War of the Rebellion: Serial 119 Page 0054 PRISONERS OF WAR AND STATE, ETC.

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war in the State of Texas. * Many of them have been prisoners since the 1st day of January last, taken at the fall of Galveston, and they fear that they have been overlooked, possibly forgotten by the Government, as they have seen many Confederate officers and soldiers that have been either paroled or exchanged, returned to their homes, but as yet no intimation has been received here as to the action the United States Government has taken, if any, in reference to the prisoners of war confined in this State. We respectfully request your kind interference, that we may be liberated at as possible.

It may be improper to address this communication to you, sir, but we are certain that you will interest yourself in this matter and call the attention of the proper officers to the fact that a number of your officers and soldiers are prisoners in this State and anxious to be exchanged and returned to their respective commands. In the list I place Surg. A. J. Cummings' name, but he is not held as prisoner of war, yet he is with us at present very unwell and not able to travel, but will probably start for our lines as soon as he recovers his health.

I am, sir, very respectfully, your obedient servant,

JOHN ROBERTS,

First Lieutenant, One hundred and seventy-fifth New York Vols.

[First indorsement.]

HEADQUARTERS DEPARTMENT OF THE GULF,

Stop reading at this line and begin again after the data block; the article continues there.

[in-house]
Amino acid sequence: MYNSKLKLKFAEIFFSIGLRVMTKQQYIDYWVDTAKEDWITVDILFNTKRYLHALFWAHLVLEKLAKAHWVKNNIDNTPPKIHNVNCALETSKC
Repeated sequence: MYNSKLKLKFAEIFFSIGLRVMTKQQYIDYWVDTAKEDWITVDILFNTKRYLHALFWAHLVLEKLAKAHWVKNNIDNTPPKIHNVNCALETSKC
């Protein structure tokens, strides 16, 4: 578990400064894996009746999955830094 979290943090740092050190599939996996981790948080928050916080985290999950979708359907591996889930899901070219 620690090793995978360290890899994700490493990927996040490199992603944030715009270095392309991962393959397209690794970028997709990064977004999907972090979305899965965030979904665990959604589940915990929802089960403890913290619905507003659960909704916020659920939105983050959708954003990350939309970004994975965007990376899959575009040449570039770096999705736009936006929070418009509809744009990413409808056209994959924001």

Vermillion, La., October 11, 1863.

Respectfully referred to the War Department with an earnest request that immediate attention may be given to the exchange of these men, who are suffering greatly.

N. P. BANKS,

Major-General, Commanding.

[Second indorsement.]

NOVEMBER 2, 1863.

One of the first steps in the embarrassments connected with the subject of exchange occurred at or near Galveston, to wit, the sale by the rebels of two colored lads taken prisoners with Massachusetts troops. The effect of that step on the part of the rebels has extended every-where equally, not particularly to the prisoners in Texas, who have not been overlooked. The prisoners in Texas probably suffer less than those in Richmond, both on account of the mildness of the climate and greater abundance of provisions.

E. A. HITCHCOCK,

Major-General Vols., Commissioner of Exchange of Prisoners.

WAR DEPARTMENT, ADJUTANT-GENERAL'S OFFICE,

Washington, D. C., June 27, 1863.

Major General S. P. HEINTZELMAN,

Commanding Department of Washington:

SIR: Referring to the communication of Brigadier-General Slough respecting the disposition of disloyal residents of Alexandria, the Secretary of War directs that you cause the persons named in the list presented by Brigadier-General Slough (adding to this list any others of the same character who may have been omitted) to be sent by boat

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* List (here omitted) contains the names of 29 officers, 17 soldiers, and 86 sailors.

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